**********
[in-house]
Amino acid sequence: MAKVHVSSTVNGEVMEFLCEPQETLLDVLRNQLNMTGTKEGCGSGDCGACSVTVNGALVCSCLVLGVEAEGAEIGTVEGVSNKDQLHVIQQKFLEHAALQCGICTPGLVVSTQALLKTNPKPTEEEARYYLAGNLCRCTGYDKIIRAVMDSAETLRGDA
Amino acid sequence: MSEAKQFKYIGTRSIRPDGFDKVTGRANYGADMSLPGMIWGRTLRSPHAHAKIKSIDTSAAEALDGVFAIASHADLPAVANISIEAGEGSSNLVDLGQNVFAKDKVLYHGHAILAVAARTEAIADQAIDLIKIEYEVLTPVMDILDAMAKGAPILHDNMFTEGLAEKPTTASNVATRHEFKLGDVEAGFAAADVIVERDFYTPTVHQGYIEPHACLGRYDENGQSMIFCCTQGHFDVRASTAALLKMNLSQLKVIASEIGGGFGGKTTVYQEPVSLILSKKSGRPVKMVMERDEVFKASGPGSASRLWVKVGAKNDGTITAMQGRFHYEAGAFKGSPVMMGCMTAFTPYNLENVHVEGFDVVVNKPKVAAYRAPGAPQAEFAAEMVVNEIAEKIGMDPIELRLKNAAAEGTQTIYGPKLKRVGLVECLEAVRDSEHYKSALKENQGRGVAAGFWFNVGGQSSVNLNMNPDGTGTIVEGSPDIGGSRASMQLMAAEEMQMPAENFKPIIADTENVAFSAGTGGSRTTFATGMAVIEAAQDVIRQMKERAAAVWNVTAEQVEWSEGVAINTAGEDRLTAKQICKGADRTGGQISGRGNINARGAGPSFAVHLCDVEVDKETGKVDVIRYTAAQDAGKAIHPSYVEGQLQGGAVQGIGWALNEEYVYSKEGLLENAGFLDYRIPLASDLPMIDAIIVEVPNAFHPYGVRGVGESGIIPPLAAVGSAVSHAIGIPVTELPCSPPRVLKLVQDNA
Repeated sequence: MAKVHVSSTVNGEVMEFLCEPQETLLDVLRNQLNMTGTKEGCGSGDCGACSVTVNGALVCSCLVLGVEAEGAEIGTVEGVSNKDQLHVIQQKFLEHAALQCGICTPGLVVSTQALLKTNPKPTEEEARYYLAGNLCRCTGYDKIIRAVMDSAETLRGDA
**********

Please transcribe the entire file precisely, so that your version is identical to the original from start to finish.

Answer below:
[in-house]
Amino acid sequence: MAKVHVSSTVNGEVMEFLCEPQETLLDVLRNQLNMTGTKEGCGSGDCGACSVTVNGALVCSCLVLGVEAEGAEIGTVEGVSNKDQLHVIQQKFLEHAALQCGICTPGLVVSTQALLKTNPKPTEEEARYYLAGNLCRCTGYDKIIRAVMDSAETLRGDA
Amino acid sequence: MSEAKQFKYIGTRSIRPDGFDKVTGRANYGADMSLPGMIWGRTLRSPHAHAKIKSIDTSAAEALDGVFAIASHADLPAVANISIEAGEGSSNLVDLGQNVFAKDKVLYHGHAILAVAARTEAIADQAIDLIKIEYEVLTPVMDILDAMAKGAPILHDNMFTEGLAEKPTTASNVATRHEFKLGDVEAGFAAADVIVERDFYTPTVHQGYIEPHACLGRYDENGQSMIFCCTQGHFDVRASTAALLKMNLSQLKVIASEIGGGFGGKTTVYQEPVSLILSKKSGRPVKMVMERDEVFKASGPGSASRLWVKVGAKNDGTITAMQGRFHYEAGAFKGSPVMMGCMTAFTPYNLENVHVEGFDVVVNKPKVAAYRAPGAPQAEFAAEMVVNEIAEKIGMDPIELRLKNAAAEGTQTIYGPKLKRVGLVECLEAVRDSEHYKSALKENQGRGVAAGFWFNVGGQSSVNLNMNPDGTGTIVEGSPDIGGSRASMQLMAAEEMQMPAENFKPIIADTENVAFSAGTGGSRTTFATGMAVIEAAQDVIRQMKERAAAVWNVTAEQVEWSEGVAINTAGEDRLTAKQICKGADRTGGQISGRGNINARGAGPSFAVHLCDVEVDKETGKVDVIRYTAAQDAGKAIHPSYVEGQLQGGAVQGIGWALNEEYVYSKEGLLENAGFLDYRIPLASDLPMIDAIIVEVPNAFHPYGVRGVGESGIIPPLAAVGSAVSHAIGIPVTELPCSPPRVLKLVQDNA
Repeated sequence: MAKVHVSSTVNGEVMEFLCEPQETLLDVLRNQLNMTGTKEGCGSGDCGACSVTVNGALVCSCLVLGVEAEGAEIGTVEGVSNKDQLHVIQQKFLEHAALQCGICTPGLVVSTQALLKTNPKPTEEEARYYLAGNLCRCTGYDKIIRAVMDSAETLRGDA